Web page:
30 STEP THREE: VISIONING / CREATING THE REGULATIONS 31 TRANSIT ZONING CODE: Table 7A: Concepts for Specific Streets Minter Street R1-1 Existing condition MOVEMENT... free MEDIAN... none TRAFFIC LANES... 2; 1 each way BULBOUTS... mid-block - 250' spacing PARKING... both sides Thoroughfare Types Thoroughfare types may include alleys, lanes, roads, streets, commercial/main streets, avenues, and boulevards. Each thoroughfare type could be assigned regulations such as the number and width of lanes designated for both vehicular and bicycle travel, the width of space allotted for pedestrians, the number and width of areas designated for on-street parking, and the type and spacing of trees and street lights. Minter Street would be experienced as a moderately slow paced, free moving residential street characterized by canopy trees in continuous planters, visually separating the vehicular traffic from the pedestrian traffic on sidewalks. Streetlights poles would be at pedestrian scale and in a style complimentary to the overall streetscape. Parking would be provided on both sides of the street. Bulbouts may be installed midblock as needed. Plan / Section Diagram Garfield Street R1-2 Existing condition Plan / Section Diagram MOVEMENT... slow MEDIAN... none TRAFFIC LANES... 2; 1 each way BULBOUTS... mid-block - 250' spacing PARKING... both sides Garfield Street would be experienced as a slow paced, slow moving residential street characterized by canopy trees in continuous planters, visually separating the vehicular traffic from the pedestrian traffic on sidewalks. Streetlights poles would be at pedestrian scale and in a style complimentary to the overall streetscape. Parking would be provided on both sides of the street. Bulbouts may be installed midblock as needed. Thoroughfare standards for Neighborhood Center Boulevard, Loma Rica Ranch Specific Plan (2011), City of Grass Valley, California. Credit: Opticos Design, Inc. 6:13 TRANSIT ZONING CODE SPECIFIC DEVELOPMENT 84 City of Santa Ana, California Concepts for Specific Streets, Transit Zoning Code (2010), City of Santa Ana, California. Credit: Moule & Polyzoides, Architects and Urbanists. 6.0 Form Districts 6.7 Street Specifications Heart of Peoria 6-46 Land Development Code Street Specifications - Prospect Avenue, Heart of Peoria Land Development Code (2007), Peoria, Illinois. Credit: Ferrell Madden/Code Studio. Thoroughfares Thoroughfares can serve many roles in a community, and are integral to their success. They are a means of travel to destinations, near and far, and as the primary public space in most communities, frequently they are the destination for shopping and other activities. In communities that have not reached their potential, walkability is frequently a missing element. In Street Design Guidelines for Healthy Neighborhoods (Center for Livable Communities, 1999), Dan Burden, an expert in the creation of livable communities, has stated that Walkable streets form the backbone of friendly, interactive, safe, secure neighborhoods. Focused on the safe and efficient flow of automobile traffic, most conventional thoroughfare standards are simply not up to the task of creating walkable communities. Form-based codes can offer an opportunity to define thoroughfare standards that are carefully coordinated with other requirements, comprehensively addressing the needs of travel along with the broader needs of the public realm and the community as a whole. It should be noted, however, that if a community is mostly built out, thoroughfare standards are likely the responsibility of the public works department as they conduct ongoing maintenance and improvement of existing roadways, often working with minimal or insufficient budgets (making the implementation of new thoroughfare standards more challenging).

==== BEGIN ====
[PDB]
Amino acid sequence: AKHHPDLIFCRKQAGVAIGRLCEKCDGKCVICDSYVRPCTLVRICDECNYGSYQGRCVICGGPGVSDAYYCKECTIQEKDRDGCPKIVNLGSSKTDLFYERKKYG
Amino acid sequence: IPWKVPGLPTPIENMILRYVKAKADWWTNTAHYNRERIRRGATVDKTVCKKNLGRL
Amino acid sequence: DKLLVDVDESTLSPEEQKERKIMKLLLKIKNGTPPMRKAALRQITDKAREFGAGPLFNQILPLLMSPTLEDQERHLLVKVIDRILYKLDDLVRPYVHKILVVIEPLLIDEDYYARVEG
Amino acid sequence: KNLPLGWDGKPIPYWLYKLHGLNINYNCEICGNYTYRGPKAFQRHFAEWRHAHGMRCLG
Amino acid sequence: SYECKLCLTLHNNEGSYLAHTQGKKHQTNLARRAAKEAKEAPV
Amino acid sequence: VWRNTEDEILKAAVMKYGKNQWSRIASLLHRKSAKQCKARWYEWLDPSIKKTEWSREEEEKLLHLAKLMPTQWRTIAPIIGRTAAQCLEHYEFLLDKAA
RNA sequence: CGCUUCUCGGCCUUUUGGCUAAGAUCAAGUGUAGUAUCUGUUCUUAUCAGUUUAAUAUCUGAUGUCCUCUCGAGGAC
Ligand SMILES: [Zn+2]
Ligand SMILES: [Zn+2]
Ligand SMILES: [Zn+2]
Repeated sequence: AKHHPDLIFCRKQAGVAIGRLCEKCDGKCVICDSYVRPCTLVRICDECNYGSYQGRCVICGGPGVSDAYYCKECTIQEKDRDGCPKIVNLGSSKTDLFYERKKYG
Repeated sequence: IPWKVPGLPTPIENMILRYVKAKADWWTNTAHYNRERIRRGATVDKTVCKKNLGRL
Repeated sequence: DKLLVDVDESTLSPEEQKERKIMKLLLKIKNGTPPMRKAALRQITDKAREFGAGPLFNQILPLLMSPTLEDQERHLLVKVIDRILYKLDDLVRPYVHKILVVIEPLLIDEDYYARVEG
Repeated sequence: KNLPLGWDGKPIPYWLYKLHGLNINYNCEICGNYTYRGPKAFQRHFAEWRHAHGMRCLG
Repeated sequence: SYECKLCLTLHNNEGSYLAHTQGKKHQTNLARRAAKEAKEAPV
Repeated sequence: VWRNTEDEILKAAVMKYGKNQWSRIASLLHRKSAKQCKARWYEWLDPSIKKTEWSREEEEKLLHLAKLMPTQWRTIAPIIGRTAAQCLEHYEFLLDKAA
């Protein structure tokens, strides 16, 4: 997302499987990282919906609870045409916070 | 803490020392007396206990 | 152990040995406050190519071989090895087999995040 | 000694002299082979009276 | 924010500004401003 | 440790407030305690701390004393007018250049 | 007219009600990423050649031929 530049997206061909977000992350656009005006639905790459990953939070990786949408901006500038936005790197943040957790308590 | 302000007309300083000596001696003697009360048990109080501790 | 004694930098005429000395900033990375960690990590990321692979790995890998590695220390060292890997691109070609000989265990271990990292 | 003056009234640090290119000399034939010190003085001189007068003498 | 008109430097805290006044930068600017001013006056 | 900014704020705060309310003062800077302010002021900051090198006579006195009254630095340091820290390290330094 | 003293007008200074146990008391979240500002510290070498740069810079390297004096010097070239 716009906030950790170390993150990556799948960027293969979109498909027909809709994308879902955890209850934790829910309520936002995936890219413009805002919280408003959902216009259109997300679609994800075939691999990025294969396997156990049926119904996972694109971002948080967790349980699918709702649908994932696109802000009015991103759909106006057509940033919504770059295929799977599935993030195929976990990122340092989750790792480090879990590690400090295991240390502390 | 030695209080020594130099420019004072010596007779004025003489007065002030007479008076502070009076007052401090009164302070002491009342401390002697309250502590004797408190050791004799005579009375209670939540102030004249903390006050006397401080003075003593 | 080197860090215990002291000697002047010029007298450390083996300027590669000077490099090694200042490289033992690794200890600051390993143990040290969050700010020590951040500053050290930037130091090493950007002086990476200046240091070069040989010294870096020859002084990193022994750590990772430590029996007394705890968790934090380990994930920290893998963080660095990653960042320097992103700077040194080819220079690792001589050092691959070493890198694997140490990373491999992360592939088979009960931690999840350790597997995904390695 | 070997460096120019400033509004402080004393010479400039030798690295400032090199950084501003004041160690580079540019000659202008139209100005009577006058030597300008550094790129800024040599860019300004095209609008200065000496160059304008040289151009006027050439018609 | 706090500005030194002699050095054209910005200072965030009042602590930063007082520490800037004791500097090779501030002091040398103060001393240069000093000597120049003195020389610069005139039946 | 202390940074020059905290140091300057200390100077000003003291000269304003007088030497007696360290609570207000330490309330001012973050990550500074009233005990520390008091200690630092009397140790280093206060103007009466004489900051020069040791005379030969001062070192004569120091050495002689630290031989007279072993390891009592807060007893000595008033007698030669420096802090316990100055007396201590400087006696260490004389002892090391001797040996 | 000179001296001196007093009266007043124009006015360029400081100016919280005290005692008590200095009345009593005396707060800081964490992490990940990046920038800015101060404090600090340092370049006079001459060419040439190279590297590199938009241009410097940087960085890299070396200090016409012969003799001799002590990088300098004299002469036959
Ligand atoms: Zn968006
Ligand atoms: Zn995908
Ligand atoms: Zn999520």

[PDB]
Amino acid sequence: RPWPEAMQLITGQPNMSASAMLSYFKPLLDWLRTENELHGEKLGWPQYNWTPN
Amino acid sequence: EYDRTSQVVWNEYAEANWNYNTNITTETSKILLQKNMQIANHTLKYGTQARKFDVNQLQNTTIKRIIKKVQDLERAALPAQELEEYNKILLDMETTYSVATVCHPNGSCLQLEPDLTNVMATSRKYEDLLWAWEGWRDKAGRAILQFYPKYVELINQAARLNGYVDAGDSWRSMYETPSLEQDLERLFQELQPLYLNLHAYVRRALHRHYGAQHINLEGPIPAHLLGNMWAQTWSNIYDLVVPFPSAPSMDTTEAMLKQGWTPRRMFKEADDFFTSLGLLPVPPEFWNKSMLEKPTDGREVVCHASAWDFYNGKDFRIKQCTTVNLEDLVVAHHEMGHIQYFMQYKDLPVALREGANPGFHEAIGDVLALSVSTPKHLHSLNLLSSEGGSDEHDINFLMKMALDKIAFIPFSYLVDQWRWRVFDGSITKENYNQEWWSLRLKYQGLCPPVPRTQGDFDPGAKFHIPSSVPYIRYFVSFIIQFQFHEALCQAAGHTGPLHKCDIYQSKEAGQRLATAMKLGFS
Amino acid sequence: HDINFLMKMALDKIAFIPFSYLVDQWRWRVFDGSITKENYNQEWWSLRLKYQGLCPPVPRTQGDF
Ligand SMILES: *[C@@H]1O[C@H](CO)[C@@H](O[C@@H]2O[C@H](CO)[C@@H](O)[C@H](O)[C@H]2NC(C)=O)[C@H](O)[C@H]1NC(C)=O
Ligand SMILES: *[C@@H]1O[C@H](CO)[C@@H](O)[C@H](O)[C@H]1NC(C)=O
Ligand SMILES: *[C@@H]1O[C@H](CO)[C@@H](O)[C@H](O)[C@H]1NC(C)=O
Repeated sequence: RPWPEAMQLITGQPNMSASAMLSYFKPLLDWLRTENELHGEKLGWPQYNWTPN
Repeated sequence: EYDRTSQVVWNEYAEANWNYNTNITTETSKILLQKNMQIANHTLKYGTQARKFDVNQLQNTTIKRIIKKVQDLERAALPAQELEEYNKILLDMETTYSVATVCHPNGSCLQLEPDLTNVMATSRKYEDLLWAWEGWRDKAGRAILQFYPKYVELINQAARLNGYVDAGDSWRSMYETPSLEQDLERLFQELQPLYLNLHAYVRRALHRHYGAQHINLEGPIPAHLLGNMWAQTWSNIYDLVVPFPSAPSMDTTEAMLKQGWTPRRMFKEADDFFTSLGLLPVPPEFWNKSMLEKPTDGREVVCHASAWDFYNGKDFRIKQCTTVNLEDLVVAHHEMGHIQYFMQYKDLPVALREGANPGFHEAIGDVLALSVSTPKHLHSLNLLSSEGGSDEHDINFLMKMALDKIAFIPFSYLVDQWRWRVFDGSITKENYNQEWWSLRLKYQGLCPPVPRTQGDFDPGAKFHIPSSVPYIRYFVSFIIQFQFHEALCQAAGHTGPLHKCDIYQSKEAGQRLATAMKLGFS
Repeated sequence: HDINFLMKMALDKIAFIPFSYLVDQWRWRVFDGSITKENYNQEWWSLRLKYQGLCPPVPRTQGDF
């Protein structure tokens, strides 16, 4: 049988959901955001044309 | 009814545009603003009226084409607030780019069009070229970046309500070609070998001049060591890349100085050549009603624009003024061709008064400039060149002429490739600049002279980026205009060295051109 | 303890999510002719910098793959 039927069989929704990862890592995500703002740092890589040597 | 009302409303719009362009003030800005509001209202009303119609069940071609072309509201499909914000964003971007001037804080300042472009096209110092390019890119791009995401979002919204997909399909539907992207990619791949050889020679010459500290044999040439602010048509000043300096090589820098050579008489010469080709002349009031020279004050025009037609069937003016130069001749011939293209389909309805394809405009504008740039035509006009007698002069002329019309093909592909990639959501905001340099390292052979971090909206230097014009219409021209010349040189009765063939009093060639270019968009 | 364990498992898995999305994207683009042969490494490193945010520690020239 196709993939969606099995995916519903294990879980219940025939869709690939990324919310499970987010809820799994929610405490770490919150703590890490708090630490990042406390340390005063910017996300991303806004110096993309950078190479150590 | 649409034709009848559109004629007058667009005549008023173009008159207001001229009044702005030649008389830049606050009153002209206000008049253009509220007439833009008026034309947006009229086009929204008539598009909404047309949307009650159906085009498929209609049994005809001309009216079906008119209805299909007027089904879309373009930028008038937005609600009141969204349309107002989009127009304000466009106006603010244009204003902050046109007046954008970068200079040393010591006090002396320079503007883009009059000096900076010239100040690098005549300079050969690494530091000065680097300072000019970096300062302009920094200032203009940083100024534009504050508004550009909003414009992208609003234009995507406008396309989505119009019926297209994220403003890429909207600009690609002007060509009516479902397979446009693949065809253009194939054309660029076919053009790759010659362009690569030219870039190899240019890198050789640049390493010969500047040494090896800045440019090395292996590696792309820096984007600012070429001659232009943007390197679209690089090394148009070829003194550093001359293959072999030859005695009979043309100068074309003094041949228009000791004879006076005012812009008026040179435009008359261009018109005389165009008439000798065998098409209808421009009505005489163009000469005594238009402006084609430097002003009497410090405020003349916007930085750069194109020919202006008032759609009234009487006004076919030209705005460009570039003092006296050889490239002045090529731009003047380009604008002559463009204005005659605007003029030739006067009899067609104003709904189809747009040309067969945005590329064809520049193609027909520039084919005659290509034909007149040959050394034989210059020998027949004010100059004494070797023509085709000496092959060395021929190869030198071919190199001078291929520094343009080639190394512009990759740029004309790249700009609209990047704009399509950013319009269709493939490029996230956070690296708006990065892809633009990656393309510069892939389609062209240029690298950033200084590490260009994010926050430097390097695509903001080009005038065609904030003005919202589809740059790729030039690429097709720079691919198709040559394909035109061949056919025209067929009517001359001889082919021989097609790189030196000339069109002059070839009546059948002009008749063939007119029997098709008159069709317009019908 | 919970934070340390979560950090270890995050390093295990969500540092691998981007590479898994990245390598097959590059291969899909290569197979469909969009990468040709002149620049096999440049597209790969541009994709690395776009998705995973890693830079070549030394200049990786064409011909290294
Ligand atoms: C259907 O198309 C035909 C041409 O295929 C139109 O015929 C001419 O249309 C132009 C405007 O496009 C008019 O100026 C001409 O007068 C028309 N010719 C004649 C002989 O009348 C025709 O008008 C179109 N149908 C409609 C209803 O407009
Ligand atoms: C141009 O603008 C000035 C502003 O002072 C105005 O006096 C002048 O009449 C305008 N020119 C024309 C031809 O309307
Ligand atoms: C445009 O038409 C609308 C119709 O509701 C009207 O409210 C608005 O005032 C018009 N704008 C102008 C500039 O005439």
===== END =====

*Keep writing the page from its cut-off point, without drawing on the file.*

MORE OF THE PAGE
31 32 FORM-BASED CODES: A STEP-BY-STEP GUIDE FOR COMMUNITIES Urban Parks Civic Spaces Civic Space Types Civic space types are essentially open space or other public areas that may include parks, greens, squares, plazas, pocket parks, playgrounds, and playing fields. For civic space types, typical regulations include the minimum and maximum acreage of land required, requirements for the placement of civic spaces, the appropriate zones for each civic space type, the kind of recreation the civic space is intended to facilitate, and the overall intended look and feel of the space Urban Parks Character Description Formally Disposed Passive/Active (Unstructured) Open Space Urban parks include larger open spaces available for civic purposes, commercial activity, and unstructured Building Frontage along at least one side recreation, as well as smaller structured recreation All buildings must front this space facilities and other passive uses. These parks should have Must front at least two streets a more formal urban character and be defined by the surrounding building frontages and adjacent tree-lined Paths, lawns, and trees formally arranged streets. All buildings adjacent to the square must have Walkways and plantings at all edges a front onto the park. The landscape should consist of Civic element at prominent location lawns, trees, and shrubs planted in formal patterns and furnished with paths and benches. Shaded areas for Allowed/Typical Uses seating should be provided. A civic element or small Passive /Active (Unstructured) Open Space structure such as a kiosk, open shelter, pergola, or Civic Uses, including Outdoor Pavilions, Open-Air fountain may be included at a prominent location. Shelters, Outdoor Assembly, Outdoor Seating, Public Urban parks may be centrally located at the geographic Restrooms heart of neighborhoods and/or at the intersection of important thoroughfares. They may also be located at Commercial Uses, including Farmers Markets subject to the edges of neighborhoods in locations where several Special Event Permit residential areas may benefit from recreational amenities, Playgrounds and serve as a transition between developed areas and natural open spaces. Limited Community Facilities, Meeting Rooms, Size & Location Community Centers Min. Width 100' Small Structured Recreational Facilities Max. Width N/A Stormwater Management Techniques Acreage acres Integrated Runoff Transect Zones T4MS, T4MS-O Bioretention Best Management Practices Extended Detention Basins Porous Pavers and Landscaping 8-8 Livermore Development Code Civic Spaces When wisely designed and located, abundant parks and other civic spaces make a community a more desirable place to live and work, improving the health of residents and the value of their homes. In addition, they can serve as a cherished place for residents, workers, and visitors to gather within a block, neighborhood, or entire community helping to define the identity of the area. As part of a comprehensive form-based code, wisely-developed standards can help communities make the most of rare opportunities to create new civic spaces. Civic Spaces - Urban Parks, Development Code (2010), City of Livermore, California. Credit: Opticos Design, Inc. Civic Spaces Playgrounds SMarTCoDe Municipality TaBle 13. CIVIC SPaCe a. Park: A natural preserve available for unstructured recreation. A park may be independent of surrounding building Frontages. its landscape shall consist of paths and trails, meadows, waterbodies, woodland and open shelters, all naturalistically disposed. Parks may be lineal, following the trajectories of natural corridors. The minimum size shall be 8 acres. Larger parks may be approved by Warrant as special Districts in all zones. T1 T2 T3 b. Green: An Open Space, available for unstructured recreation. A Green may be spatially defined by landscaping rather than building Frontages. its landscape shall consist of lawn and trees, naturalistically disposed. the minimum size shall be 1/2 acre and the maximum shall be 8 acres. T3 T4 T Playgrounds Description Playgrounds are open spaces designed and equipped for the recreation of children. They shall be interspersed within residential areas so that every neighborhood or freestanding development area has at least one playground. Playgrounds may be freestanding or located within larger Plazas, Neighborhood Parks, Pocket Parks, or Civic Spaces. Playgrounds should be quiet, safe places protected from the street, and should typically be placed so that children do not have to cross major, roads to get to them. Often playgrounds and tot-lots are interspersed within residential areas. An open shelter, play structures or interactive art and fountains may be included with landscaping between. Shaded areas and seating must be provided. Playgrounds may be included within larger parks and public spaces. Size & Location Min. Width n/a Max. Width n/a Acreage n/a Transect Zones All Transect Zones Character Focused Towards Children Fenced with Minimal Exits Independent of Building Frontage Protected from Traffic Allowed/Typical Uses Passive /Active (Unstructured) Open Space Low-Impact Civic Uses, including Picnic Facilities, Outdoor Seating Play Structures, Interactive Art, Fountains Stormwater Management Techniques Bioretention Best Management Practices Porous Pavers and Landscaping c. Square: An open space available for unstructured recreation and civic purposes. A square is spatially defined by building Frontages. Its landscape shall consist of paths, lawns and trees, formally disposed. squares shall be located at the intersection of important thoroughfares. the minimum size shall be 1/2 acre and the maximum shall be 5 acres. d. Plaza: An open space available for civic purposes and commercial activities. A plaza shall be spatially defined by building Frontages. Its landscape shall consist primarily of pavement. Trees are optional. plazas should be located at the intersection of important streets. the minimum size shall be 1/2 acre and the maximum shall be 2 acres. e. Playground: An open space designed and equipped for the recreation of children. A playground should be fenced and may include an open shelter. playgrounds shall be interspersed within Residential areas and may be placed within a Block. Playgrounds may be included within parks and greens. there shall be no minimum or maximum size. T4 T5 T6 T5 T6 T1 T2 T3 T4 T5 T6 Livermore Development Code 8-11 S m a r tcode VerSion 9.2 sc41 Civic Spaces - Playgrounds, Development Code (2010), City of Livermore, California. Credit: Opticos Design, Inc. Civic Space, SmartCode. Credit: Duany Plater-Zyberk & Company.